The Angle operation hunts as a pack. It starts when Angle and his operatives manufacture an ethical charge against a vulnerable Republican. The allied groups, Texans for Public Justice, TEXVAC, and Back to Basics PAC, generate a flurry of press releases decrying the evil Republican. Mainstream media dutifully reports and amplifies the charge, quoting the spokesmen with the furrowed brows at the Angle-allied groups. A Democratic candidate, funded and controlled by an Angle ally, Houston multimillionaire trial lawyer Steve Mostyn, waits in the wings while the Republican crashes and burns.
This model was used to great effect in Colorado a few years back, and Angle has replicated it for deployment in Texas, refined it, and added a new weapon in the form of Mostyn (more about him in a future article), who by the time we get to November will have funded half a dozen of these groups and a couple dozen Democratic candidates including gubernatorial nominee Bill White, all to the tune of $3 million out of his personal fortune. Don’t worry, though, his hurricane lawsuits have netted him so much that he won’t miss it.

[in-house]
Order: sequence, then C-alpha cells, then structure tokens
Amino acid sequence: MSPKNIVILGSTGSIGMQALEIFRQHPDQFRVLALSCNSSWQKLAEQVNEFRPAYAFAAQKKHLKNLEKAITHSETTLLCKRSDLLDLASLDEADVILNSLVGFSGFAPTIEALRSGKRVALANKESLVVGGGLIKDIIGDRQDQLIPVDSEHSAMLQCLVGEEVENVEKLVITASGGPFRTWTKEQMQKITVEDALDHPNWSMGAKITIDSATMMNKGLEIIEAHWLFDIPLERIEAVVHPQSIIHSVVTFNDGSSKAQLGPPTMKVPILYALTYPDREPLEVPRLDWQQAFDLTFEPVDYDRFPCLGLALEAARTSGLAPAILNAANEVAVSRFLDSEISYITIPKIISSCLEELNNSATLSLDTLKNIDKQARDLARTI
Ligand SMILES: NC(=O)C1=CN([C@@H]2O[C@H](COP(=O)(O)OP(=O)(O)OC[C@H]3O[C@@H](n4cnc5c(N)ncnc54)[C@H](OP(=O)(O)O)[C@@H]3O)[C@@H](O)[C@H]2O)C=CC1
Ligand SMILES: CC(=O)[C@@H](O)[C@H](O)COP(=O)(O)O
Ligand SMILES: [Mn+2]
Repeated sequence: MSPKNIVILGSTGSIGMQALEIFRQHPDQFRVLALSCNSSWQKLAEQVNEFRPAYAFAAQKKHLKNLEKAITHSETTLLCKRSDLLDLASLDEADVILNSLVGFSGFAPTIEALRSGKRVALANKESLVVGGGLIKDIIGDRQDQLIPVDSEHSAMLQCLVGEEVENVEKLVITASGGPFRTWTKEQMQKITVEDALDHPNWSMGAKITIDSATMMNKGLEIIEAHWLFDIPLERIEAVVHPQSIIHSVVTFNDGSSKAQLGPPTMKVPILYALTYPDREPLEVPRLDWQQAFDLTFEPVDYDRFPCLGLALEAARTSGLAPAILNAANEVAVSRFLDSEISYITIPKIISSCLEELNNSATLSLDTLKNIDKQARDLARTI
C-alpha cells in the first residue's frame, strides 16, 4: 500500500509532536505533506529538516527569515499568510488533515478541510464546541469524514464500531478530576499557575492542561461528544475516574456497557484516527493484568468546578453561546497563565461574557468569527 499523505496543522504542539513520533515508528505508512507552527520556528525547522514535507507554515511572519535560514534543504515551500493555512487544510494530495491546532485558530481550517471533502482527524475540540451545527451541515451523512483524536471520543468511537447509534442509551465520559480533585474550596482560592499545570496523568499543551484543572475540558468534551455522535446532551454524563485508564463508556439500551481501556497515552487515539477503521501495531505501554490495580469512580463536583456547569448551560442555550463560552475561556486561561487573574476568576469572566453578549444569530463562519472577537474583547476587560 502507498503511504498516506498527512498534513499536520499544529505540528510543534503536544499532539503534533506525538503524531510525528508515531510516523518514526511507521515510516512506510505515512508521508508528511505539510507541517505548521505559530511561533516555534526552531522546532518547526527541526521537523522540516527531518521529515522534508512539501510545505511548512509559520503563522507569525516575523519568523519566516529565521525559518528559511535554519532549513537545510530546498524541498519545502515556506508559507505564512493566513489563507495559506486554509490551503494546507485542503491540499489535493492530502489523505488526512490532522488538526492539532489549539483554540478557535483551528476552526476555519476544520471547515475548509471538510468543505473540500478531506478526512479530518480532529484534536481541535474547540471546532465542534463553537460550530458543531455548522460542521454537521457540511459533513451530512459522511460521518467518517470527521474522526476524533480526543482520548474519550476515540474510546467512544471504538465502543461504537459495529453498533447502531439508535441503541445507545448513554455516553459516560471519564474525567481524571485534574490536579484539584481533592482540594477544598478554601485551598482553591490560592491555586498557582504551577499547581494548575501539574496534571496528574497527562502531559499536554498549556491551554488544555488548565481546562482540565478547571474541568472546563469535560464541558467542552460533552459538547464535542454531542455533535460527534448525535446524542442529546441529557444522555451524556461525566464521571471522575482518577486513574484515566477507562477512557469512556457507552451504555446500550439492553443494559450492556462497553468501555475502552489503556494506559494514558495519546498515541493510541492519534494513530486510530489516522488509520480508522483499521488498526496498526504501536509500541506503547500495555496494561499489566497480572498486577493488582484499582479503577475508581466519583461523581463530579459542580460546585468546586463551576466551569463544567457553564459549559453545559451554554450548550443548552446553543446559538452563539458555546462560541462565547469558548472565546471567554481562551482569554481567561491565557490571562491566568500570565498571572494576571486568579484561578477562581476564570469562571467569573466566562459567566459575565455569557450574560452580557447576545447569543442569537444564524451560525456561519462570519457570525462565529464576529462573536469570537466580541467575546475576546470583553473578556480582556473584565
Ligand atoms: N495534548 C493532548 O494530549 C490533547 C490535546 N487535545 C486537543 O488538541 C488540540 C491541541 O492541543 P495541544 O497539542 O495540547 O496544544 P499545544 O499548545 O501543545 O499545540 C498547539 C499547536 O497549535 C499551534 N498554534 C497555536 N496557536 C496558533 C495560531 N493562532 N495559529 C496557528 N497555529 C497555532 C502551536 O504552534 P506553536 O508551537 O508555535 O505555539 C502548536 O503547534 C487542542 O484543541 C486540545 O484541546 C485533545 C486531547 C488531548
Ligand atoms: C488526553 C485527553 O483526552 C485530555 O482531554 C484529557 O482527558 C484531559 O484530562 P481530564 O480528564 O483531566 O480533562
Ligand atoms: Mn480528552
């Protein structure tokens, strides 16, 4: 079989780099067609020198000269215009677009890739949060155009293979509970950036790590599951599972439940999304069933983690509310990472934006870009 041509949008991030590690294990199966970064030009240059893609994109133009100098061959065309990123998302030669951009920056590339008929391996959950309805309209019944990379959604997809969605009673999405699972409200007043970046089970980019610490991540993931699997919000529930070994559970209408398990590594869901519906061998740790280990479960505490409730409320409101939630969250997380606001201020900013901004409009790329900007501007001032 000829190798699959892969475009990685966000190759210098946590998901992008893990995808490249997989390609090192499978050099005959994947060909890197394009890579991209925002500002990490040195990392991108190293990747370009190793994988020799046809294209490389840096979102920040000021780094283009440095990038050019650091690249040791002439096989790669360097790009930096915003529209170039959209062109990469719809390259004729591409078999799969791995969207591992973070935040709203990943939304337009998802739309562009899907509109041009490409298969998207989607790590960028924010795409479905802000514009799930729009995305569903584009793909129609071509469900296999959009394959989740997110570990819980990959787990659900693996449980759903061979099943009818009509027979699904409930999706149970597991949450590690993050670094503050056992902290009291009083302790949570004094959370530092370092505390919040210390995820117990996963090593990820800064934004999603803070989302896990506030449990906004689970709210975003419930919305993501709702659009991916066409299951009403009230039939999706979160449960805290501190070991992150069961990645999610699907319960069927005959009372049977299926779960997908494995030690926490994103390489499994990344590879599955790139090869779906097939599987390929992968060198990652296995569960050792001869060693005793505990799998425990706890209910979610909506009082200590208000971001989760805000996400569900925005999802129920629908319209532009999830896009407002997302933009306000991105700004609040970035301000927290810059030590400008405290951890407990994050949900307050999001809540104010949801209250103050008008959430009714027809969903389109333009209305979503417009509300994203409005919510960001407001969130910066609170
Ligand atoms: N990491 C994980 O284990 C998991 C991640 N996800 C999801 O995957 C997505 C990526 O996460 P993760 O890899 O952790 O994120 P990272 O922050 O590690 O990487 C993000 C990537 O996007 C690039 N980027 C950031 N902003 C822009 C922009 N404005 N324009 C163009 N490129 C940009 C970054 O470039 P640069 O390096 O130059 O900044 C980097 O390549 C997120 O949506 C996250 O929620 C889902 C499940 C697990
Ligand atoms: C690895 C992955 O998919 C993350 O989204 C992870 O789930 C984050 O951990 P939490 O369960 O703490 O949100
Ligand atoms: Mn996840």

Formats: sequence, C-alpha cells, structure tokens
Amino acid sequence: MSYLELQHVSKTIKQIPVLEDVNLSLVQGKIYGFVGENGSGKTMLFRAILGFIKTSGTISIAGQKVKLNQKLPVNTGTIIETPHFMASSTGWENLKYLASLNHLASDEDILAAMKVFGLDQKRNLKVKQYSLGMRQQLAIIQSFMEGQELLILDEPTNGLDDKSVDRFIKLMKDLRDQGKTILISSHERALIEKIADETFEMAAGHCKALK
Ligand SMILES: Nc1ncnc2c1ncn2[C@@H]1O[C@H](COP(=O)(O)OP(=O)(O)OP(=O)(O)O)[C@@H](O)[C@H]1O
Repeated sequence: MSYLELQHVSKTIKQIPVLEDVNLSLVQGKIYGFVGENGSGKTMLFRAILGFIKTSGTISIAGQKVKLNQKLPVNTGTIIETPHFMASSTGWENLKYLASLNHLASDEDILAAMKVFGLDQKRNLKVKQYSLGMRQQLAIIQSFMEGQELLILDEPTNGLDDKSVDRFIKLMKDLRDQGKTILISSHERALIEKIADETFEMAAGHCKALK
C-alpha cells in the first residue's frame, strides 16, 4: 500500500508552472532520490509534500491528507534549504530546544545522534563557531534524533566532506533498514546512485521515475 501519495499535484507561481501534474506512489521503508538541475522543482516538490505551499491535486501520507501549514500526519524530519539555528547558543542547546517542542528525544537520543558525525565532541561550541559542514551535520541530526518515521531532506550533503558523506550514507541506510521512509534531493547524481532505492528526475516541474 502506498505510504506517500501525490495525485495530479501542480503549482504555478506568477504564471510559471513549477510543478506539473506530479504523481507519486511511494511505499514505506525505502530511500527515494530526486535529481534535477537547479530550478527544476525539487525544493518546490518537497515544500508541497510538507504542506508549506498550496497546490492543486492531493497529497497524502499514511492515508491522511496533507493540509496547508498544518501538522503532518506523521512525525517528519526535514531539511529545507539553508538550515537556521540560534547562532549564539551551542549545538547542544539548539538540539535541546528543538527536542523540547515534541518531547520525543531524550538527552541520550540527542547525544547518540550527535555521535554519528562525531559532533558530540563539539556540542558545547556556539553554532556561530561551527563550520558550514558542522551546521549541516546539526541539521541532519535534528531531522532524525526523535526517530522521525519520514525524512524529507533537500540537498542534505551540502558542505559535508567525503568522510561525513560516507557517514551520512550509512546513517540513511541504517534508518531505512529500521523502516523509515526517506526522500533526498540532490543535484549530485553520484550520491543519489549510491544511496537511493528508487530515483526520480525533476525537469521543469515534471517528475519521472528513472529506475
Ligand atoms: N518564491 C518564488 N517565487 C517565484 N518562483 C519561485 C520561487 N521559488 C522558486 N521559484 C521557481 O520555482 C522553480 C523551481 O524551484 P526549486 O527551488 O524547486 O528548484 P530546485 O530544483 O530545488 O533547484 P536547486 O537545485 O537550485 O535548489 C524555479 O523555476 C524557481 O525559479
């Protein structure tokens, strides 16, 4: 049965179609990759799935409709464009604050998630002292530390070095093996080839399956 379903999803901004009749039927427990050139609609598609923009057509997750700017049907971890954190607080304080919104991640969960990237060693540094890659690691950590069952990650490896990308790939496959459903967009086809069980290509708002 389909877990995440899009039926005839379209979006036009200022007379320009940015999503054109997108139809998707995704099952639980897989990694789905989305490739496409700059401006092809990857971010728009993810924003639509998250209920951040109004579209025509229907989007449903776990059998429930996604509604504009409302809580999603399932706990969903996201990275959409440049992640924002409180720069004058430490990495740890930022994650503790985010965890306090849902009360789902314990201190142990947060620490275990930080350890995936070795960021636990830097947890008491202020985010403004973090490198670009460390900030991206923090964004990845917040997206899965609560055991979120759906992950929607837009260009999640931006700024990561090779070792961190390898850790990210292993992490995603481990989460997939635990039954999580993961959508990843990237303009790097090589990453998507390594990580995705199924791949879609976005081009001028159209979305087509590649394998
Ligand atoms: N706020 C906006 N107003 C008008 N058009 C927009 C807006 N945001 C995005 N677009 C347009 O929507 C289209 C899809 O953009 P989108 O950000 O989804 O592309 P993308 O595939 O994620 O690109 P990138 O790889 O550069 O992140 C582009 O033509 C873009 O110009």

Angle’s immediate targets are Republicans, but ultimately, his target is Texas as a whole. Texas is one of the few large states with an economy that manages to create jobs, and is one of the few states run by leaders who don’t see a tax increase as the solution to every problem. This was hammered home when, in 2002, lame-duck Democrats in the legislature saddled the incoming Republican majority with a $10 billion budget shortfall as a way to force them to institute a state income tax. The Republicans chose to cut spending instead, keeping the state’s tax burden among the lowest in the nation. If Angle’s Tangle were to succeed and return Democrats to power, there’s no reason to expect them to do anything but roll back the Republican success story here, and push Democratic statism on Texans who year after year say with our votes that we don’t want it.